Some time ago I set myself the task with capturing all the broken things in my area. Months of violence around the world and suddenly it’s a terrible title for a photo book. Along the way I fell in love with old signs that no longer fit in our modern society. Time has passed them by and now most of them remain incomplete and unable to get their message across. They don’t scroll from left to right in a digitized display of modern efficiency like the newer shops that surround them. Instead they conjure up memories like antiques left out in the weather for daily abuse and neglect. Whenever I see them I fail to see the intended message. Instead they say “I’m from the 60’s before you were born” or “I was here when you were child in the 70’s don’t you miss me?” Others say “Yeah, not everything about the 80’s was great.” In any case they go largely unnoticed by the public passing them by. Hipsters might take note but only so they can go make something new and retro as their way of paying homage to a time they romanticize because they weren’t there to appreciate the original. The little towns scattered around Montgomery and Bucks counties are filled with examples of old advertising. I don’t know that I would consider it street photography or not but they do offer themselves up as artistic subjects.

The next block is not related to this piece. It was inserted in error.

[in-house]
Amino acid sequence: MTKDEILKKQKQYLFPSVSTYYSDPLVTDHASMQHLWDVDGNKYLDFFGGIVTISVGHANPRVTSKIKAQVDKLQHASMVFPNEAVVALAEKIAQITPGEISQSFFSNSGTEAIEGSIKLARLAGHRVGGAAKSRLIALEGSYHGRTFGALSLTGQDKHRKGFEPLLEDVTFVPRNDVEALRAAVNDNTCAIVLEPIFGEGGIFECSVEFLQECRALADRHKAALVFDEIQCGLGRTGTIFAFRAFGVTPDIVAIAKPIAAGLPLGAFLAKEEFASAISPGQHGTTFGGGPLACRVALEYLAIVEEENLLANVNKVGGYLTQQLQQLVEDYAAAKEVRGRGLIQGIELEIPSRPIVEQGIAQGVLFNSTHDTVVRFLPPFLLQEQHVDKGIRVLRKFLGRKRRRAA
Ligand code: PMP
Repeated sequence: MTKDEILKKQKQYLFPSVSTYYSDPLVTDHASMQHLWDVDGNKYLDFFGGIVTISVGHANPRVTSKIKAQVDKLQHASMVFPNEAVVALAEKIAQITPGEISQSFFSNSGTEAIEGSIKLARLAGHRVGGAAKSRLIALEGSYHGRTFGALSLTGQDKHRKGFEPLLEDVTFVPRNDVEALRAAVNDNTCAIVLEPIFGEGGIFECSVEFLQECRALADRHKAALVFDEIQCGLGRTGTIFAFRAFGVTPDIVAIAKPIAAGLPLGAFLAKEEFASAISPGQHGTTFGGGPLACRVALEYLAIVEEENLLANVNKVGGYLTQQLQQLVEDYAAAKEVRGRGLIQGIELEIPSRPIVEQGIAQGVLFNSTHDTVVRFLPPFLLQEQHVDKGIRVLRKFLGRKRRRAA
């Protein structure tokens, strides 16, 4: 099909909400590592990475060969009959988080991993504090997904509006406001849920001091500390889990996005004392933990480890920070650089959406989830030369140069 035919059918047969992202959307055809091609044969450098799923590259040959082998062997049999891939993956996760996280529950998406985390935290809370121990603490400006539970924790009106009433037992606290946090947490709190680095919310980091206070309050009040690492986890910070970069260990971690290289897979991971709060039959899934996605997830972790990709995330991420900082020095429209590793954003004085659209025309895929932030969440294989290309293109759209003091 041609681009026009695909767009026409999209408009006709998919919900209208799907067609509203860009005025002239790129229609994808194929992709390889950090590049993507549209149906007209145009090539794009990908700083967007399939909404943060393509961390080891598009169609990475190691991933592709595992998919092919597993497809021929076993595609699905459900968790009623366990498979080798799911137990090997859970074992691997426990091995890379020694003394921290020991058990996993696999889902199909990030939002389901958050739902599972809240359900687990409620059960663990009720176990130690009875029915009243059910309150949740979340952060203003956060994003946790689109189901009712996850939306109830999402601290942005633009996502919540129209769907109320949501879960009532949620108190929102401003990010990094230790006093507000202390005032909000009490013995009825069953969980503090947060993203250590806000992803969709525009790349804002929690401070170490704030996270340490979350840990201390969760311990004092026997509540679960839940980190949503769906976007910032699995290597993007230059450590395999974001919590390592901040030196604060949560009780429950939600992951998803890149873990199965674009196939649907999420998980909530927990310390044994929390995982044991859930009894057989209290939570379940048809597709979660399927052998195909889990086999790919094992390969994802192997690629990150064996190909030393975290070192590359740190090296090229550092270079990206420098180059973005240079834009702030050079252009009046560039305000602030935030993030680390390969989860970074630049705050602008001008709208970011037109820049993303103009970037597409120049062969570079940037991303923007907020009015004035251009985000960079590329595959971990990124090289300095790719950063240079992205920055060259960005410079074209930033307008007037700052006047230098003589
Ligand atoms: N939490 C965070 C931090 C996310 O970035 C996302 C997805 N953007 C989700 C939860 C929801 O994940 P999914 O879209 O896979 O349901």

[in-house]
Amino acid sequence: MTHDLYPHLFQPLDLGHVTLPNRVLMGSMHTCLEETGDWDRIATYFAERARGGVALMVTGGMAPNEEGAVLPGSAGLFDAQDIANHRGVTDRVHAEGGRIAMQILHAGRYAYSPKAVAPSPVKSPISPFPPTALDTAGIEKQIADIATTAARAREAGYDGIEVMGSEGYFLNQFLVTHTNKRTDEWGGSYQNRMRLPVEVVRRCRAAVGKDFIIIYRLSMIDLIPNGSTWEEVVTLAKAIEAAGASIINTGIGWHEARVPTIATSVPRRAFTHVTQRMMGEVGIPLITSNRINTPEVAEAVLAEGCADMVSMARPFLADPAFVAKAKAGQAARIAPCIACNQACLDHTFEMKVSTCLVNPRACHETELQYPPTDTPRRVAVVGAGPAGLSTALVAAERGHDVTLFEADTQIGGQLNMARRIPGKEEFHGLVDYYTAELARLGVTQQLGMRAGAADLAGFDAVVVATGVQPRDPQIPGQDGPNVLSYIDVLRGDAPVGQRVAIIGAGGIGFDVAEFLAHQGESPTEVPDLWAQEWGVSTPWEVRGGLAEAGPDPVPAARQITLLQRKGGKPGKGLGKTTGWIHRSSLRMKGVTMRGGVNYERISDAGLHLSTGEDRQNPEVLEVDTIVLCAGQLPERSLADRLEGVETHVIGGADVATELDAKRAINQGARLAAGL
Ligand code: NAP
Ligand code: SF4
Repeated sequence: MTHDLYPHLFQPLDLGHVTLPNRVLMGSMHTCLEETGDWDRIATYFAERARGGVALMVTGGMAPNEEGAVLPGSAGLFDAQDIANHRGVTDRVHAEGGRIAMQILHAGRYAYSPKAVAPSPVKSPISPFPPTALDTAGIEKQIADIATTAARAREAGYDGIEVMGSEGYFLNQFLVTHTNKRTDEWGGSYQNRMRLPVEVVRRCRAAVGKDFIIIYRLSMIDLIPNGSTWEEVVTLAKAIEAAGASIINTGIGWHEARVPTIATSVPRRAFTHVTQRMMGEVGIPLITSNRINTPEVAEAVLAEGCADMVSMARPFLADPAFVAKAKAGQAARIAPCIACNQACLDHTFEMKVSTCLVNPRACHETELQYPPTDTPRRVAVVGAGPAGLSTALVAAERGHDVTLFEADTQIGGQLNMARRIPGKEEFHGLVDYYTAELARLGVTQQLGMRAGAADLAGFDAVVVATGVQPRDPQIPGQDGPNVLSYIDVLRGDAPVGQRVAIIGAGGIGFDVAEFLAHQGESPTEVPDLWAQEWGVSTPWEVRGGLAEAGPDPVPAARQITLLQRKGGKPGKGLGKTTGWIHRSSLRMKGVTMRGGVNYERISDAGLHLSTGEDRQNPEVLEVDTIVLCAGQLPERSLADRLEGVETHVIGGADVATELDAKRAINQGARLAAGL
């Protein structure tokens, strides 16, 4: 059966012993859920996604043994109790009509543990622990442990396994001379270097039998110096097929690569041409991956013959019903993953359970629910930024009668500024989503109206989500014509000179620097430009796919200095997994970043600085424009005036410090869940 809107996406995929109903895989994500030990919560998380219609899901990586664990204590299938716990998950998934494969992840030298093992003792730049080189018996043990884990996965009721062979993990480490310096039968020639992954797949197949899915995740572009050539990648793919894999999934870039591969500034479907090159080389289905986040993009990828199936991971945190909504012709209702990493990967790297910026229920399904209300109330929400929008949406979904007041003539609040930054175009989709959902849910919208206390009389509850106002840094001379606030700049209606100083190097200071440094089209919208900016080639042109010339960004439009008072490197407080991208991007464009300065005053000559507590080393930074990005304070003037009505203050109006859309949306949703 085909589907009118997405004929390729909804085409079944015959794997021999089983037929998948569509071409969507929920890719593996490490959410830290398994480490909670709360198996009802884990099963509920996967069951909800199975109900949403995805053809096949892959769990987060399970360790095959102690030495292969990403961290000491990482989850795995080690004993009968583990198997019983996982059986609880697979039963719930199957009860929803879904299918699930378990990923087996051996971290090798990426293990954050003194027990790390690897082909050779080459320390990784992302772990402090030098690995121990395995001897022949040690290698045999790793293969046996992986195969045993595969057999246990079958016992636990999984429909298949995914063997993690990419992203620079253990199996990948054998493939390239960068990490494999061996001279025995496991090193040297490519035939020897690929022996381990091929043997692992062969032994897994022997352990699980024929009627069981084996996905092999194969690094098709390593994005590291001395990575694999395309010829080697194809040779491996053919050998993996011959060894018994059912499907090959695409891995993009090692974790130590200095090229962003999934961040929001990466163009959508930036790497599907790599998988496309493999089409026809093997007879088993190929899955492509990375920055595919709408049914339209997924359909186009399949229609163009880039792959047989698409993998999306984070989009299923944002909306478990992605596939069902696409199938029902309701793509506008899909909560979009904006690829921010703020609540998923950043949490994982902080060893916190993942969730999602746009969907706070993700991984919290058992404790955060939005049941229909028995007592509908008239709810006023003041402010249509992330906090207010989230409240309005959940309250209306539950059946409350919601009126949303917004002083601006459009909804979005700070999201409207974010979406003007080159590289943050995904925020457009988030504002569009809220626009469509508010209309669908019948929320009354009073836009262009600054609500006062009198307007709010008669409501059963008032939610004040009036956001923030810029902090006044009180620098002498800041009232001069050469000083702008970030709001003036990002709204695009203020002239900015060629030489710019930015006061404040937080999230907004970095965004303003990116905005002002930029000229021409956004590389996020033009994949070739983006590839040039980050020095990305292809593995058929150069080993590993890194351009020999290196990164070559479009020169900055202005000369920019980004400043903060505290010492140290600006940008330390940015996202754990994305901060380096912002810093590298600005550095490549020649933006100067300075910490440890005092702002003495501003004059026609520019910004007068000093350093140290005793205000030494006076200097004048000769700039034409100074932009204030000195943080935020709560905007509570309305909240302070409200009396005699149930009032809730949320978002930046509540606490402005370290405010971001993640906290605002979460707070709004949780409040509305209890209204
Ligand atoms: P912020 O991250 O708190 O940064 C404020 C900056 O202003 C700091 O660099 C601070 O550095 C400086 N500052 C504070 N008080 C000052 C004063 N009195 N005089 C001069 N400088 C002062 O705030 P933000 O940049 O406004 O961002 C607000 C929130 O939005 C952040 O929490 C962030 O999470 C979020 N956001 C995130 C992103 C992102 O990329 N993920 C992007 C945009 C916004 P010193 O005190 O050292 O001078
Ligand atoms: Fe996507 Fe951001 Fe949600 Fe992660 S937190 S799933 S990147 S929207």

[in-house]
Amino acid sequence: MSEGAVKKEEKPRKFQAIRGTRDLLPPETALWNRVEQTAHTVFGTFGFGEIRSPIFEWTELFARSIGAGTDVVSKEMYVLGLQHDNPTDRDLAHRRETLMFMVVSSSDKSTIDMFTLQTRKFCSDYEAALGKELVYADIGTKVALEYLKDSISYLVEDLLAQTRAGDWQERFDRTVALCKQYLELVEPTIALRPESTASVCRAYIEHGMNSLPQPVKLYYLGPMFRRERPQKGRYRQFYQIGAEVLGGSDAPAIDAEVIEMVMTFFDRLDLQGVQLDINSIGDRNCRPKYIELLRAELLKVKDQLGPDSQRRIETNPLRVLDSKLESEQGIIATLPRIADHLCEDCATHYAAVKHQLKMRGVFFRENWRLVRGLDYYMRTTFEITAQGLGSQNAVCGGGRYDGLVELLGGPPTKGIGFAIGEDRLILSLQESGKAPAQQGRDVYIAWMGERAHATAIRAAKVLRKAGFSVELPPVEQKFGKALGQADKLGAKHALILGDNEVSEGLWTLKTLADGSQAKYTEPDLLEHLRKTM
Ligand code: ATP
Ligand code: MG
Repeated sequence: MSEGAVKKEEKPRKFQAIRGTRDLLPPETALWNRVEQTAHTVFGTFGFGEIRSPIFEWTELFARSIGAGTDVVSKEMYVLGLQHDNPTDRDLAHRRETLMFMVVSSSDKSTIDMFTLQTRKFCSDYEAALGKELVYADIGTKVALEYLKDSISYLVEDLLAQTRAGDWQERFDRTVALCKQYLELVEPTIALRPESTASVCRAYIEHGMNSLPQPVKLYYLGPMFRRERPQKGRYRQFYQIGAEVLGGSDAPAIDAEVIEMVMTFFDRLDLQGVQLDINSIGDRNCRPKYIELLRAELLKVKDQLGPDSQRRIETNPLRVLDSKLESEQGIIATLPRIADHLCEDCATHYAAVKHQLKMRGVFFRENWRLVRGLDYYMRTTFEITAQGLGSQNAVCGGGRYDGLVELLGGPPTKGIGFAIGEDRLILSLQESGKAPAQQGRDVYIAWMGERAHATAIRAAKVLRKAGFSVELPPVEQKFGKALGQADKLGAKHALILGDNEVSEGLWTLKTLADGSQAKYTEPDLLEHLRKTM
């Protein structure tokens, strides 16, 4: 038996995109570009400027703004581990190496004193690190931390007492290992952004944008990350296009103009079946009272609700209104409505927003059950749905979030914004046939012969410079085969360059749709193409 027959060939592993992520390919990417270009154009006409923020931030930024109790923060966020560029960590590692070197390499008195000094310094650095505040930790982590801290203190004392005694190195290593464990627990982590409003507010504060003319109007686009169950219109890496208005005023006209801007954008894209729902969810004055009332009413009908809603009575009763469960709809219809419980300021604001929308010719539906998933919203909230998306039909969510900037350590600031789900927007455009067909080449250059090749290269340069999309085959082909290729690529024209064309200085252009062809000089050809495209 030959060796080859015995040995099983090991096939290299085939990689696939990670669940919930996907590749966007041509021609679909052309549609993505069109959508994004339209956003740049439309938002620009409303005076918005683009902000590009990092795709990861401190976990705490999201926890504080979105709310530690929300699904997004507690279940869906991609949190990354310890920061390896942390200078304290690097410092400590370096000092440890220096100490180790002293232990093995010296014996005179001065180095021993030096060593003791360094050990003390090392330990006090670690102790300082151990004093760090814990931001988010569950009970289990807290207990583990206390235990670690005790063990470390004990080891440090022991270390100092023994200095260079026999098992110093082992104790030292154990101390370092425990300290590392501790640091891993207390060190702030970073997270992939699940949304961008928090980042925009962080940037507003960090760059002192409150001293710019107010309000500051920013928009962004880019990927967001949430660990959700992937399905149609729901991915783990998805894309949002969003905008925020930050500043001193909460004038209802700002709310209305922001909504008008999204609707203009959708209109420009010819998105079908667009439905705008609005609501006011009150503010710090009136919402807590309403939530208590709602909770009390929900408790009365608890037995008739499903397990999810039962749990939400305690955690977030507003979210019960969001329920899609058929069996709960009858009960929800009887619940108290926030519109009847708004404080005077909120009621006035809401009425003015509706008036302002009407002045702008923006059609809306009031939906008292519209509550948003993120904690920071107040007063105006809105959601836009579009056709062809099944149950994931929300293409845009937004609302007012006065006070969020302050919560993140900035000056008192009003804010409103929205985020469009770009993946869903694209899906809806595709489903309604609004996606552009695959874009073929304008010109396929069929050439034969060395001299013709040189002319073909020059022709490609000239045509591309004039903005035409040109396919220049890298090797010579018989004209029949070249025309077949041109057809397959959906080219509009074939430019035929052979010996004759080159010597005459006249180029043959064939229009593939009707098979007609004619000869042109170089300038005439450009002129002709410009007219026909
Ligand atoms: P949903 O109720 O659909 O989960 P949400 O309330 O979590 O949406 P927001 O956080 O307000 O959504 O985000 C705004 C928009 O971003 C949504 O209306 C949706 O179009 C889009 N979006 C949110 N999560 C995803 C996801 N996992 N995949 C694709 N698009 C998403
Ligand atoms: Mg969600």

In the summer of 1994 at the age of 21 I purchased my first camera which was a Nikon N50. Up until that point in my life I had been using compact film cameras that my mother let me use whenever I needed one. Along with my Nikon I purchased a Quantaray 70-200mm lens. I suppose I was thinking bigger is better at the time. I clearly didn’t understand what I might need and perhaps the sales guy at the camera shop in Oxford Valley Mall misled me but for the next five or six years I couldn’t get far enough away from anything to get a good shot.
For the first few months I struggled to understand the settings on my new Nikon and I doubt I took the time to really read the manual but I remember being frustrated by it. The first photo I ever took with it came out really nice and I thought everything was going to be great from that moment on. Instead the next few hundred photos were lousy. By November I had at least figured out some of the automatic settings like portrait mode, landscape mode and I was eager to try Night mode. It sounds too corny to type out now but back then it was a whole new world to me. My mother had an old tripod in her closet which someone had given her. I don’t think it had ever been used. At least not while we had it. It was a big black heavy son of a gun and I thought who the hell would want to lug this thing around for photography. Of course now I understand the weight was for stability but back then I couldn’t wait to buy something lighter.